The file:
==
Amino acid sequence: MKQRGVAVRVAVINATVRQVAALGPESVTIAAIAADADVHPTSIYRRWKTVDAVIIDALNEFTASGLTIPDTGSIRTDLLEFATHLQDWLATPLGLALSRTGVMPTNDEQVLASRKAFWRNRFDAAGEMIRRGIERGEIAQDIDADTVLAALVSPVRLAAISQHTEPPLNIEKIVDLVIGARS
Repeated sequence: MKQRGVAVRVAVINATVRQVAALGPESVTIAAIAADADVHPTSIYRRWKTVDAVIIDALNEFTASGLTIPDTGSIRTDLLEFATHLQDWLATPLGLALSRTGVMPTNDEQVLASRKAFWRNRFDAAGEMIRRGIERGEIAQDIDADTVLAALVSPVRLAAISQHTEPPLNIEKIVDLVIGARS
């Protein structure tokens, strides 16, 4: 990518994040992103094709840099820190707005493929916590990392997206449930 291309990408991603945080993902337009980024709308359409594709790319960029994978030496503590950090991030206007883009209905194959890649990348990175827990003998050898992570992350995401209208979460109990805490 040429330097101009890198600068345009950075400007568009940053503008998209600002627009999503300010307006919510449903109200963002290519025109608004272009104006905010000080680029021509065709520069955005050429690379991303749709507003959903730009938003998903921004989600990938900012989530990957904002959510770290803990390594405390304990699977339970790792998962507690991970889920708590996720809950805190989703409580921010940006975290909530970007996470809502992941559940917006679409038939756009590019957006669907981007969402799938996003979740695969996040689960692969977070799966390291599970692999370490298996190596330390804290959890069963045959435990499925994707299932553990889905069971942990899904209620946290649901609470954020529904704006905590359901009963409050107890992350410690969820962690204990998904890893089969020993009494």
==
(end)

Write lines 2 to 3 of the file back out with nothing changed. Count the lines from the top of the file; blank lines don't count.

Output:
Repeated sequence: MKQRGVAVRVAVINATVRQVAALGPESVTIAAIAADADVHPTSIYRRWKTVDAVIIDALNEFTASGLTIPDTGSIRTDLLEFATHLQDWLATPLGLALSRTGVMPTNDEQVLASRKAFWRNRFDAAGEMIRRGIERGEIAQDIDADTVLAALVSPVRLAAISQHTEPPLNIEKIVDLVIGARS
């Protein structure tokens, strides 16, 4: 990518994040992103094709840099820190707005493929916590990392997206449930 291309990408991603945080993902337009980024709308359409594709790319960029994978030496503590950090991030206007883009209905194959890649990348990175827990003998050898992570992350995401209208979460109990805490 040429330097101009890198600068345009950075400007568009940053503008998209600002627009999503300010307006919510449903109200963002290519025109608004272009104006905010000080680029021509065709520069955005050429690379991303749709507003959903730009938003998903921004989600990938900012989530990957904002959510770290803990390594405390304990699977339970790792998962507690991970889920708590996720809950805190989703409580921010940006975290909530970007996470809502992941559940917006679409038939756009590019957006669907981007969402799938996003979740695969996040689960692969977070799966390291599970692999370490298996190596330390804290959890069963045959435990499925994707299932553990889905069971942990899904209620946290649901609470954020529904704006905590359901009963409050107890992350410690969820962690204990998904890893089969020993009494």